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Article - 02/21/06
"Repowering utility carts makes Green Sense,
But does it make financial sense?"
Golfers at the Hindman Park Golf Course in Little Rock, Arkansa have something to brag about – they have the greenest greens in the state. Not the color green – green as in environmentally friendly. Environmentally friendly golf courses came to national attention about ten years ago, when the Environmental Protection Agency, the American Society of Golf Course Architects (ASGCA), the United States Golf Association (USGA), Audubon International and the National Wildlife Federation came together and created a set of guidelines for developing greener golf courses.
According to the Audubon Society, golf courses are a natural place (no pun intended) to turn for wildlife shelters and habitats. The guidelines, published in 1997, offer tips and suggestions for golf course owners and municipalities that make the greens even greener environmentally. Hindman Park’s Supervisor took their suggestions to heart. He and his crew have put up over 40 nesting boxes around the course, and planted 100 fruit trees to encourage and attract wildlife. The intent is to add another 100 trees each of the next four years – all of which will grow without the aid of pesticides or fertilizers.
The partnership between golf courses and environmentalists is a new one – but it shouldn’t be a surprising one. After all, part of the pleasure of golfing is in being a part of the natural outdoor world. Preserving that world so that golfers can continue to enjoy it should be part of taking care of the golf course. Across the country, municipal and private golf courses are taking their stewardship of the land seriously by instilling new methods of irrigation and greens keeping.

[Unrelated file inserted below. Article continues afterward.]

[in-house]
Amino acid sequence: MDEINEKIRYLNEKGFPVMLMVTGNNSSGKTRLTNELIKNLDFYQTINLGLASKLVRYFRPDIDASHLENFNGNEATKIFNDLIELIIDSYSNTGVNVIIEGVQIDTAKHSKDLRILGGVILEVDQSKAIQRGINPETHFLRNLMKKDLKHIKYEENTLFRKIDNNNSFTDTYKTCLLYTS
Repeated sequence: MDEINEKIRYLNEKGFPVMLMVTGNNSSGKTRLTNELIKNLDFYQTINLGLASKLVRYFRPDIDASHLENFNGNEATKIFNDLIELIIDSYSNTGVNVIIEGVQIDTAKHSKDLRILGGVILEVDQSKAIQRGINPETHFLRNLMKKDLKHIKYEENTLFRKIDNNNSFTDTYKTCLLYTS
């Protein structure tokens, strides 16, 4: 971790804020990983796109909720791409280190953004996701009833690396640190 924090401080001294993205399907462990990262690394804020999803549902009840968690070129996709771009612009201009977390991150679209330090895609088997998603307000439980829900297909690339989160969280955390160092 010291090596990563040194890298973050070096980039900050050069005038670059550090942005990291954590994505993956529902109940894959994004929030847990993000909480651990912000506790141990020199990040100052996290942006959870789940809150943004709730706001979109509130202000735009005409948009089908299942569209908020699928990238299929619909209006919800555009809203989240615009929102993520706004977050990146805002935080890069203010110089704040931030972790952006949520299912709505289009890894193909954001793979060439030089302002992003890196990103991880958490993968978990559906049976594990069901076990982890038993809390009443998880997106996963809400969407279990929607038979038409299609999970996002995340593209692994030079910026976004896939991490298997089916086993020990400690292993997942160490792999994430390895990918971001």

While most of the attention has focused on designing environmentally friendly golf courses, the decisions that the grounds service makes every day can also affect how green a golf course is – and not by picking a new fertilizer. The engines that power grounds keeping and grooming equipment are one of the targets of environmentalist concern. The NOx emissions of diesel and gas powered equipment – particularly older equipment – are often well above the new emissions standards. Replacing older engines on machines like lawnmowers, sand groomers, utility carts and tractors can go a long way toward cutting down on the noxious fumes that pollute the atmosphere.
New equipment must meet the new EPA standards for emissions control – but the price is often out of reach, especially for a small private course or a municipal course struggling to stay within the Parks & Rec budget. The solution is easy – don’t replace. Repower the equipment with new, cleaner engines. For the cost of a new Toro Sand Pro, you can repower your old Toro Sand Pro with a new Kohler Engine, and have enough left to repower four Toro Greensmaster lawnmowers. If you choose to repower a Rake-o-Vac instead of replacing it with a new one for $31,000, you can practically repower your entire fleet!
Choosing to repower doesn’t just make financial sense. It makes green sense. By replacing old engines with new Kohler repower engines, you reduce the NOx emissions of your fleet by as much as 70%. In addition, since you’re not scrapping your old machine, it won’t be sitting in a landfill challenging the Earth to break it down and deal with it.
Green is a label that golf courses have always worn with pride, and now it’s more of a badge than ever. Make your golf course a greener place to be – choose to repower your old machines with more efficient, more powerful and more environmentally friendly Kohler engines.
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